Upcoming changes to employment law after Brexit
Since the UK left the EU in January 2020, some changes to employment law are on the horizon.
Currently, UK employers are entitled to four weeks of holiday (which has its roots in EU law) and an additional eight days (which relate to the standard UK bank holidays). These two separate allowances are set to be merged into one amount of annual leave, expressed as 28 days per year. This would be pro-rata for part-time employees and therefore may also be expressed in hours. The total amount of holiday entitlement will not change. However, rules about issues such as rescheduling holiday due to illness, what sort of payments are included in holiday pay and whether holiday can be carried over may be amended. This is because holiday can be treated differently depending on whether it is part of the standard 20 days or the additional eight days. If such a distinction is no longer made, the rules will need to be clarified.
Rolled up holiday pay
Rolled up holiday pay is when employees do not actually receive any holiday, but instead are paid an extra amount of pay (around 12% extra) for each hour that they work, in order to reflect the amounts they would have been paid should they have taken holiday. Many employers find this useful for workers with irregular hours, as calculating holiday allowance on average hours and scheduling time for it to be taken can be administratively difficult. Rolled up holiday pay has technically been unlawful for a while, although if the payments are itemised separately on payslips as ‘holiday pay’ and the employee has not lost out financially, an employee would be unlikely to have a substantial claim.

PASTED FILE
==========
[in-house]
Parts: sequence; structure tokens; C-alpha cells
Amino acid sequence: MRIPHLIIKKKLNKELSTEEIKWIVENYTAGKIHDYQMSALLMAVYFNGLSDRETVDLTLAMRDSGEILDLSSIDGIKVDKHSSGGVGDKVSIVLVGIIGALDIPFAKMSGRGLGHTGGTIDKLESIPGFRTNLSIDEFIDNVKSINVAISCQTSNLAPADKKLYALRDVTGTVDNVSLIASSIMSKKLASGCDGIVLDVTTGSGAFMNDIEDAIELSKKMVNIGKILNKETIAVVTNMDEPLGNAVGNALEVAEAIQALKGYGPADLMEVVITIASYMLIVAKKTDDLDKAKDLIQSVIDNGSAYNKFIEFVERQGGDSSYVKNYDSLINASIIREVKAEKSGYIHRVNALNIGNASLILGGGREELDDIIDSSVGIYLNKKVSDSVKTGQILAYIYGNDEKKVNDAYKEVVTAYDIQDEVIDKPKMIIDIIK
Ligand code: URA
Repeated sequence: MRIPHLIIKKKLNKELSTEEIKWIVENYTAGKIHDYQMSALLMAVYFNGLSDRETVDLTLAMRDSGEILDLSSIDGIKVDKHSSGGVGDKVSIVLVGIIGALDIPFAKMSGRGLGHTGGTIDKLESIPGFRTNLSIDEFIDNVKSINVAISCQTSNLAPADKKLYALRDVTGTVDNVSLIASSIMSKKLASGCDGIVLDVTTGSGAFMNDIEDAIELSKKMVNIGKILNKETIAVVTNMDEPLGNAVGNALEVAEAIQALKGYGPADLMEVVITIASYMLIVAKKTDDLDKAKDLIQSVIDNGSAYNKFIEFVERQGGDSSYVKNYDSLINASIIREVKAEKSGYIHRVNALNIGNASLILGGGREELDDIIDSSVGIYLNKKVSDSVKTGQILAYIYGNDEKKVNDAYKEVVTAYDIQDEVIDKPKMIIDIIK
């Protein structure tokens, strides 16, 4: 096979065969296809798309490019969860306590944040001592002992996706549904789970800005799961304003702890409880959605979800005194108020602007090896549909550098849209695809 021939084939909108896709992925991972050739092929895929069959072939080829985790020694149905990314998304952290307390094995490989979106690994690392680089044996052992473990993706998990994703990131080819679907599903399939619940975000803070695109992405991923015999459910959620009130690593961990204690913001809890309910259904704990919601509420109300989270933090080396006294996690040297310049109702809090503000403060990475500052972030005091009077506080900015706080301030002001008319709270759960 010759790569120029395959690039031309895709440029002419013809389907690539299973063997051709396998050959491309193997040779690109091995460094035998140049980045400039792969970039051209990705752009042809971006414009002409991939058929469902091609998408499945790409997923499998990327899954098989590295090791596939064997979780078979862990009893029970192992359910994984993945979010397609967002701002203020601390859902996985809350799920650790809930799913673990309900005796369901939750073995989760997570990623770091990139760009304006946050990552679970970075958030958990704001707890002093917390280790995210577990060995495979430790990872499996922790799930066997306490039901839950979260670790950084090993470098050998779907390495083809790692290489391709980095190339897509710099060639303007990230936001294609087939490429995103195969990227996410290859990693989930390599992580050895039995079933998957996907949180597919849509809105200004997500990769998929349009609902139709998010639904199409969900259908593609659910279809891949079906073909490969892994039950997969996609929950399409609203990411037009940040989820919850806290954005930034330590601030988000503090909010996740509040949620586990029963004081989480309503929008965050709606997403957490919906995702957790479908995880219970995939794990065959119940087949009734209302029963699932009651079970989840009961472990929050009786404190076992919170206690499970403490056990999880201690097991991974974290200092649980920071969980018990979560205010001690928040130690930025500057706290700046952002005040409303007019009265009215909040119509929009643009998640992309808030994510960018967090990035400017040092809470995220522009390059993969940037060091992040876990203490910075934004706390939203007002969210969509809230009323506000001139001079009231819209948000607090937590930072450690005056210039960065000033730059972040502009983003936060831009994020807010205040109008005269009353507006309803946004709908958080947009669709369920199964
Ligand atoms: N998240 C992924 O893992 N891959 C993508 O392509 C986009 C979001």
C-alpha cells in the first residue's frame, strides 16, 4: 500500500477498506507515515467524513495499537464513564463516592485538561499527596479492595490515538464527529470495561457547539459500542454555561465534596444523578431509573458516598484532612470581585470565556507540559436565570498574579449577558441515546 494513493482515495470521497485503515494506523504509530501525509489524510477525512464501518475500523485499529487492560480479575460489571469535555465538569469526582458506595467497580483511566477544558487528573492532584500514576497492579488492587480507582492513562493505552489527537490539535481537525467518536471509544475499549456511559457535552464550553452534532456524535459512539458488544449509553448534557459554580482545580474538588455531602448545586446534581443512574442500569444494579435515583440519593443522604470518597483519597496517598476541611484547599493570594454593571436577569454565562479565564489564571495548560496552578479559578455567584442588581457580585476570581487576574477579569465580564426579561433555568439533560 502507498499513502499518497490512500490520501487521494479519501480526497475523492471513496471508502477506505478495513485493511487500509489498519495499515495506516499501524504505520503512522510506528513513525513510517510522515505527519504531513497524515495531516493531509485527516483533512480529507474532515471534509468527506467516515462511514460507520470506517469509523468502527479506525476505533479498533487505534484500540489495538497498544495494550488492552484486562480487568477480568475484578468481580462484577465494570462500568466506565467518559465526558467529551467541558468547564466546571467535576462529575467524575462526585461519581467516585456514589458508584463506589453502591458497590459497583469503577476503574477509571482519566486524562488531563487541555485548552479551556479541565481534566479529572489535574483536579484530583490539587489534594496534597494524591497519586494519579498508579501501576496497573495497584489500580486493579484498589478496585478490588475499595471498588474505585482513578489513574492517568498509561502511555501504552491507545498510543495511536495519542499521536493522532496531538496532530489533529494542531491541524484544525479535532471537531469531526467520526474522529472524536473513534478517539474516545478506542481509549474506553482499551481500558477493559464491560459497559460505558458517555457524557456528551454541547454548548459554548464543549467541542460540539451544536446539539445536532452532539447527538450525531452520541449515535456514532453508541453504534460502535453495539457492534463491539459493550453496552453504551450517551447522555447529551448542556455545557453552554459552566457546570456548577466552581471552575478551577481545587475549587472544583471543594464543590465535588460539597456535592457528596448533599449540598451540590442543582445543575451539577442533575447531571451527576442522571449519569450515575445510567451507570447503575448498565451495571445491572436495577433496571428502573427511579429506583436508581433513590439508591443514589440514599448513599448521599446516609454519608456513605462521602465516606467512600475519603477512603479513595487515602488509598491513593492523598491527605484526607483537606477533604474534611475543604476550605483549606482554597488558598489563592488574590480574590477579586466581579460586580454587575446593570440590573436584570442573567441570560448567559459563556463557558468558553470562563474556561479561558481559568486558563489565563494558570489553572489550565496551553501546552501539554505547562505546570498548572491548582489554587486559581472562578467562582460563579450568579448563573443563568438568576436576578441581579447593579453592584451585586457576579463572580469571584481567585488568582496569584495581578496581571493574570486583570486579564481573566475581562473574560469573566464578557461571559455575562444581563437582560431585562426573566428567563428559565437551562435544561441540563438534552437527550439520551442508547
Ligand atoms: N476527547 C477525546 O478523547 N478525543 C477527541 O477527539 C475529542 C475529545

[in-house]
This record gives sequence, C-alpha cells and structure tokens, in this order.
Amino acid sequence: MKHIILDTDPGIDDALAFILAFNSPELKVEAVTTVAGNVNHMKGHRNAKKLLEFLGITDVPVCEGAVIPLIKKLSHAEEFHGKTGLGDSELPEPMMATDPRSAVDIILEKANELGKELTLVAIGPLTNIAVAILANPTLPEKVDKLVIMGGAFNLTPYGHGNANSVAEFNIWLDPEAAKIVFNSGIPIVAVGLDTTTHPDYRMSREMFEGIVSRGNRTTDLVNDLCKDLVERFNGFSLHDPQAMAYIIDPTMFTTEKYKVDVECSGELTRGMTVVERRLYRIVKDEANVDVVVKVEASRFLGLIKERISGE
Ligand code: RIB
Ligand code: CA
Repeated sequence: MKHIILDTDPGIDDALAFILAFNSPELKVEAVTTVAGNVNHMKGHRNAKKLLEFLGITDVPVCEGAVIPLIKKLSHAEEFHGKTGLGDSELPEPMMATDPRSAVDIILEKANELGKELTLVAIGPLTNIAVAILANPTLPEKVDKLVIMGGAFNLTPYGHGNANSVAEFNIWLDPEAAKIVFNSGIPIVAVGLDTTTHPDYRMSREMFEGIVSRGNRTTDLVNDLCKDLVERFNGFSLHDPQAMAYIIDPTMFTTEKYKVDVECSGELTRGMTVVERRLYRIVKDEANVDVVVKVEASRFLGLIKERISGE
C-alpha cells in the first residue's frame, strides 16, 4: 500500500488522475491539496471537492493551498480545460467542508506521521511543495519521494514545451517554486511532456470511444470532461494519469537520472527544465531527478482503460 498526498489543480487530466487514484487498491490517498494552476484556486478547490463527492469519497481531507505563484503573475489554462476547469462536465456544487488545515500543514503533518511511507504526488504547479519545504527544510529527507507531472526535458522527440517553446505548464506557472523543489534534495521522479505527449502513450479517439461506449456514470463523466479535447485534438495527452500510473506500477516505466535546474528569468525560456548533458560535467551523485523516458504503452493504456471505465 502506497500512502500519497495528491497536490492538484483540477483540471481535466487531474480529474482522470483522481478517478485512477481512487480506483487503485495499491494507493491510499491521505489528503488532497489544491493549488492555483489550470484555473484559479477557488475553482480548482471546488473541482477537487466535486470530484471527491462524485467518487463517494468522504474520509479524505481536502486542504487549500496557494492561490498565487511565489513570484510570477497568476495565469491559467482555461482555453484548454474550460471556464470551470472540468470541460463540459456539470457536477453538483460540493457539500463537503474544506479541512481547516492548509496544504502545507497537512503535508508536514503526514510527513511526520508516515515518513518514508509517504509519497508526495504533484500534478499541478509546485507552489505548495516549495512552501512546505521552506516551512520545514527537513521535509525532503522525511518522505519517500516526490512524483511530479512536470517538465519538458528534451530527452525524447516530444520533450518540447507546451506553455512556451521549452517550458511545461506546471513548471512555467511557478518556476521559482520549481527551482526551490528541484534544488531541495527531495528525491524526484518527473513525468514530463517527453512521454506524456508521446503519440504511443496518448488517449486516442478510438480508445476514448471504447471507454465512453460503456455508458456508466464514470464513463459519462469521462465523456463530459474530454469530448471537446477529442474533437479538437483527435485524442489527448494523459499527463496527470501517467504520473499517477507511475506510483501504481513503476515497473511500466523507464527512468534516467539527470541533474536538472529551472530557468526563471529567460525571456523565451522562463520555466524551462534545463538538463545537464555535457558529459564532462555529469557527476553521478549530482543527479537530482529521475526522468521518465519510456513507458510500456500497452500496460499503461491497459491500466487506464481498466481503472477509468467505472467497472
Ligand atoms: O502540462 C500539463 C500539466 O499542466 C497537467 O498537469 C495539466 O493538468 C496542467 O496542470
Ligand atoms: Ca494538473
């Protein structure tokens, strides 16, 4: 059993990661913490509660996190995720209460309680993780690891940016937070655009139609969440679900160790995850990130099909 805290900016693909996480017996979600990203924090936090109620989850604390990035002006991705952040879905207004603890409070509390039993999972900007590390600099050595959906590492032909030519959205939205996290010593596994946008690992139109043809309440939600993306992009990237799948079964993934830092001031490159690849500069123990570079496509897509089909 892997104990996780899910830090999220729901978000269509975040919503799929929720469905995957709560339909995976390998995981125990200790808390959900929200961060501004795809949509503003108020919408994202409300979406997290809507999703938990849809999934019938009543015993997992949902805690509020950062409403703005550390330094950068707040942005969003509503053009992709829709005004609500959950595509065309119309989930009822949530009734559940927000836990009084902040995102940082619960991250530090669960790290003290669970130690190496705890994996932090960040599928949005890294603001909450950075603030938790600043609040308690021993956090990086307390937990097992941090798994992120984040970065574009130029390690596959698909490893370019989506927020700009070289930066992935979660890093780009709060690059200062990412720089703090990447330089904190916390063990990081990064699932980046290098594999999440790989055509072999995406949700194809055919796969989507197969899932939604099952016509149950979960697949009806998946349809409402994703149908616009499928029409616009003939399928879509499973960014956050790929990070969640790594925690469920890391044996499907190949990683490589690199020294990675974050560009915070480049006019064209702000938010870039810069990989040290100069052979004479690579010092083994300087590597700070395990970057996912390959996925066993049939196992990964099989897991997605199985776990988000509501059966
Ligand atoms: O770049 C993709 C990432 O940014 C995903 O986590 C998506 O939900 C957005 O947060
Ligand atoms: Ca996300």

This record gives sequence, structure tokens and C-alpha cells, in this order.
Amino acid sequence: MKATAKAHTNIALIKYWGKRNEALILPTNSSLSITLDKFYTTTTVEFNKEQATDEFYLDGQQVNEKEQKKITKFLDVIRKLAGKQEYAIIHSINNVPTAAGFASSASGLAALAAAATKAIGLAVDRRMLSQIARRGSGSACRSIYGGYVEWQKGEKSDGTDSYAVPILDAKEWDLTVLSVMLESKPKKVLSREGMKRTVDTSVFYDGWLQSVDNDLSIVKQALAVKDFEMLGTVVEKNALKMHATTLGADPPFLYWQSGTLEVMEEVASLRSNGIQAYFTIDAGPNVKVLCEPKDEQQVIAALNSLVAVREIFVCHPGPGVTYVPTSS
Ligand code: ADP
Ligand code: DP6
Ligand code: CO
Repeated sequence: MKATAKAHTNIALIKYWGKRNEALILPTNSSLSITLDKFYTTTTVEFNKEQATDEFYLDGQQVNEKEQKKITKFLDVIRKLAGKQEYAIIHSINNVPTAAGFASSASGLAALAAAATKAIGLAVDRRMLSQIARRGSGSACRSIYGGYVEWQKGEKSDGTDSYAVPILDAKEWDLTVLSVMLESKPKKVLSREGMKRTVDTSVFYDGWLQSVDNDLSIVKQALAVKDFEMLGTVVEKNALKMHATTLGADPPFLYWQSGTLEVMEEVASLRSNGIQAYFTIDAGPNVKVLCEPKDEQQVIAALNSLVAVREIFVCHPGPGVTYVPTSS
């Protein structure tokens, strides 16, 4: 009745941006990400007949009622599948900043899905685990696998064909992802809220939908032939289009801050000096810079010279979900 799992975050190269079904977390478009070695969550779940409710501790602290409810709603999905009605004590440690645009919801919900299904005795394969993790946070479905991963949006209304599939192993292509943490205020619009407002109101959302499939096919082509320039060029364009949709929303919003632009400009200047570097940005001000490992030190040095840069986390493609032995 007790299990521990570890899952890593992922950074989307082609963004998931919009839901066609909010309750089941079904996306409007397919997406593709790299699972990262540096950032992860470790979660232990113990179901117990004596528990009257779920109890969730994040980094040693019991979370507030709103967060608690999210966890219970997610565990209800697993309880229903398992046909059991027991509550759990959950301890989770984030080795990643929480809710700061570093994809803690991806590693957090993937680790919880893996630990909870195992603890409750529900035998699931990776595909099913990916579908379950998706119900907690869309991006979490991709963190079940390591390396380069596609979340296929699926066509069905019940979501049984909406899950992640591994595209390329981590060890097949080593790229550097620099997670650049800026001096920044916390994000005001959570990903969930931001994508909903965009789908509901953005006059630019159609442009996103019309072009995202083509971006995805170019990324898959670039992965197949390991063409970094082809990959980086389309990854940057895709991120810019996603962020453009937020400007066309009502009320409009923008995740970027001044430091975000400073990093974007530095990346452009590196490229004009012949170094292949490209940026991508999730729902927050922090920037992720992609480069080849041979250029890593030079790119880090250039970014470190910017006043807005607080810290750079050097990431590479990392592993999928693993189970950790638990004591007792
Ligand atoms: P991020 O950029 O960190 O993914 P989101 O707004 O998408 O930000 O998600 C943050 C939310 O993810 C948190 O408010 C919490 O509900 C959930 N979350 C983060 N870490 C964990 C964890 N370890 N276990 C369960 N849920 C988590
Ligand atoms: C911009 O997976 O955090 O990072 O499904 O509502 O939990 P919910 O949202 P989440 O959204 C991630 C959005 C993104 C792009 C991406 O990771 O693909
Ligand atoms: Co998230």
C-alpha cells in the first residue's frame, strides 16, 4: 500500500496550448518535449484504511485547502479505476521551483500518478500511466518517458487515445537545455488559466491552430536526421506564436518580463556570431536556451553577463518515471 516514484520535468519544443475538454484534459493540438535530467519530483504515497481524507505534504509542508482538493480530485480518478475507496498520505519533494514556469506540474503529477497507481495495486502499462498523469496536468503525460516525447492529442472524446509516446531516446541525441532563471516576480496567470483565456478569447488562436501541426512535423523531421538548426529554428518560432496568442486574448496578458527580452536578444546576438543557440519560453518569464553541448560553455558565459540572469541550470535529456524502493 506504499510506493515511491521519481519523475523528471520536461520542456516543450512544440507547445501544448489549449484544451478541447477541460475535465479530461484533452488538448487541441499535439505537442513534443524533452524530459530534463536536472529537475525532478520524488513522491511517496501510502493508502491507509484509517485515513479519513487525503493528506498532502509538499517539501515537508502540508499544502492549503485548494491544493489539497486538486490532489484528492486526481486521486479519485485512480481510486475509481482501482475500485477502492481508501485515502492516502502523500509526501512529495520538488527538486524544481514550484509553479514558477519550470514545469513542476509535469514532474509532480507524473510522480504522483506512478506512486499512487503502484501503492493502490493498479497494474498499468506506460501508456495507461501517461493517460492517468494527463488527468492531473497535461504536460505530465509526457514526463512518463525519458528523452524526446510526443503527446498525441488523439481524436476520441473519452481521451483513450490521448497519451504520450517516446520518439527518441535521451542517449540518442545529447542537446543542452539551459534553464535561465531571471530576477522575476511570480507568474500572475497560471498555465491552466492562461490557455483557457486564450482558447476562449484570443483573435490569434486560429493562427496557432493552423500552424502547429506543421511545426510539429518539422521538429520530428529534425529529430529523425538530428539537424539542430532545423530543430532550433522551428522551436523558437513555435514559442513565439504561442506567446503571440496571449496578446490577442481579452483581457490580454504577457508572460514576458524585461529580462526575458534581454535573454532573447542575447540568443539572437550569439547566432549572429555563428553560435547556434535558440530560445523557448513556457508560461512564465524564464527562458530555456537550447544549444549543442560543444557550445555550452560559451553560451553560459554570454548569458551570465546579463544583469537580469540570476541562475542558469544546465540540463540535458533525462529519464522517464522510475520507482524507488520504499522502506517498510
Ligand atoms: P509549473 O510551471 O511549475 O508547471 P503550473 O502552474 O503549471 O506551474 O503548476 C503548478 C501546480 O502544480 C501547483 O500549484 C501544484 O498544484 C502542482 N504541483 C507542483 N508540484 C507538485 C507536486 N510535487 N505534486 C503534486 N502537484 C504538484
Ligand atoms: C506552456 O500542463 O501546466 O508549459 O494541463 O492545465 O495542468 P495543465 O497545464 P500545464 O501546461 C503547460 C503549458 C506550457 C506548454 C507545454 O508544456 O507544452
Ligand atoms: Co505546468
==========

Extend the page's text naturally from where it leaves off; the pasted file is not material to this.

It now seems that rolled up holiday pay may be allowed again, perhaps not for all workers but probably for those with irregular hours.
Rules regarding recording working hours under the Working Time Regulations may be relaxed
However, other records such as those relating to national minimum wage, will still have to be kept.
Small businesses, and/or those carrying out transfers which affect only a small number of employees, may be able to consult directly with affected employees during a TUPE transfer, rather than needing to have representatives in place.
Non-compete clauses will be limited
Non-compete clauses are restrictions in contracts of employment which try to prevent ex-employees from competing with a business once they have left your employment. It can be very difficult to make employees cooperate with such clauses, and they should not be any more restrictive than necessary, so that they are more likely to be enforced by a tribunal, should they be questioned.
Over the last few years, the government has considered abolishing these clauses altogether or making them valid only when the employer offers some sort of financial compensation during the period of restriction. However it has now been decided that the length of time when the employee can be bound by a non-compete clause will be limited to three months.
Rules relating to other types of post-termination restrictions, such as those which stop an employee from poaching clients or staff, will not change.
It is currently not clear how this will apply to non-compete clauses which will have been signed before this new legislation becomes valid.
Sunset clause revoked
The so-called sunset clause of the Retained EU Law Bill would have meant that thousands of laws which were originally derived from the EU automatically disappeared from UK law at the end of 2023 unless a conscious decision was made to keep each one. The government has now backtracked on this, and decided instead to state which ones will be revoked, and to automatically keep the rest.
Of the laws that will be repealed, only a few relate to employment law and these are only anticipated to bring minor changes to a small minority of the workforce.
We will keep you updated on all of the above.